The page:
Is Timor a poor country?
The world’s newest nation – East Timor – is also Asia’s poorest, according to a new report released by the United Nations Development Programme (UNDP). The world’s newest nation – East Timor – is also Asia’s poorest, according to a new report released by the United Nations Development Programme (UNDP).
What is the most violent sea in the world?
Sailing through the Indian Ocean has come to be a challenging task owing to its characteristic of being one of the most deadly ocean waters in the world.
What is the deadliest ocean in the world?
The South China Sea and East Indies, eastern Mediterranean, Black Sea, North Sea, and British Isles are the most dangerous seas in the world, with the greatest number of shipping accidents in the last 15 years, according to a report released by the World Wildlife Fund (WWF).
Which is the roughest sea in the world?
From the tip of the South American continent to the northernmost shores of Antarctica: here’s where you’ll find the reputed roughest sea-passage in the world.
Is Timor safe to travel?
Crime risks increase at night, and if you’re travelling alone. Smash-and-grab property theft from vehicles happens. Intruders have broken into homes where foreigners are known to be. There is a history of gang-related violence, robbery, arson and vandalism in major towns, especially Dili.
Which country controlled Timor?
The British governed the island in 1812–15. The Dutch and the Portuguese fought for supremacy over Timor, and Portuguese sovereignty over the island’s eastern half was settled by treaties in 1860 and 1893, although the latter became effective only in 1914. Japanese forces occupied Timor during World War II.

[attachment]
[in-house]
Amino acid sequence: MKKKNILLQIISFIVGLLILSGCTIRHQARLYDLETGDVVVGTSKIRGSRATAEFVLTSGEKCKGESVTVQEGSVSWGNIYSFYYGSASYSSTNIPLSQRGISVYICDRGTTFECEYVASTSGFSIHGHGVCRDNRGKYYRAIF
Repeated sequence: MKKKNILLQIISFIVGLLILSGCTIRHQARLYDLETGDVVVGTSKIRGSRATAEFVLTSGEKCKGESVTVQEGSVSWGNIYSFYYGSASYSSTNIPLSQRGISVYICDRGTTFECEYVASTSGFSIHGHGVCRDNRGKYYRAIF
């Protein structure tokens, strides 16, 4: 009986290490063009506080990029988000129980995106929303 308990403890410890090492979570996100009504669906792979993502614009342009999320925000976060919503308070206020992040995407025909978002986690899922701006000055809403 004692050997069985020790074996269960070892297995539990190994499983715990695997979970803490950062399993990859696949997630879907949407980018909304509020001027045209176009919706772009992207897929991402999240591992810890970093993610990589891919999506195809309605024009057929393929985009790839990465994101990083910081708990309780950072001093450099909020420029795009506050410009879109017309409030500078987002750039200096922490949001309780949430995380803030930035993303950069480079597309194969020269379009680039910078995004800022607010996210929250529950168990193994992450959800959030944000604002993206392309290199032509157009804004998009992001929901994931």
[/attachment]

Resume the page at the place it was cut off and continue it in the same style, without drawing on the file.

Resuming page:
Why is Timor called Timor-Leste?
Etymology. “Timor” is derived from timur, meaning ‘east’ in Malay, thus resulting in a tautological place name meaning ‘East East’. In Indonesian, this results in the name Timor Timur. In Portuguese, the country is called Timor-Leste (Leste meaning ‘east’; Portuguese pronunciation: [ti’moɾ ‘lɛʃ.tɨ]).
Beneath the Timor Sea lie considerable reserves of oil and gas. Confirmation of the prospectivity of the Timor Sea came when Woodside-Burmah’s Big John rig drilled Troubadour No. 1 well in June 1974 on the Troubadour Shoals about 200 kilometres (120 mi) southeast of Timor, and intersected 83 metres (272 ft) of hydrocarbons. A number of offshore petroleum projects are in operation and there is considerable exploration activity either underway and numerous proposed projects. A gas pipeline crosses the Timor Sea from the Joint Petroleum Development Area to Wickham Point near Darwin.
The Timor Sea was the location for Australia’s largest oil spill when the Montara oil field leaked oil, natural gas and condensate from 21 August to 3 November 2009. During the spill 400 barrels (64 m3) of oil leaked each day. The Montara Commission of Inquiry placed blame on the Thai company PTTEP, owner of the wells.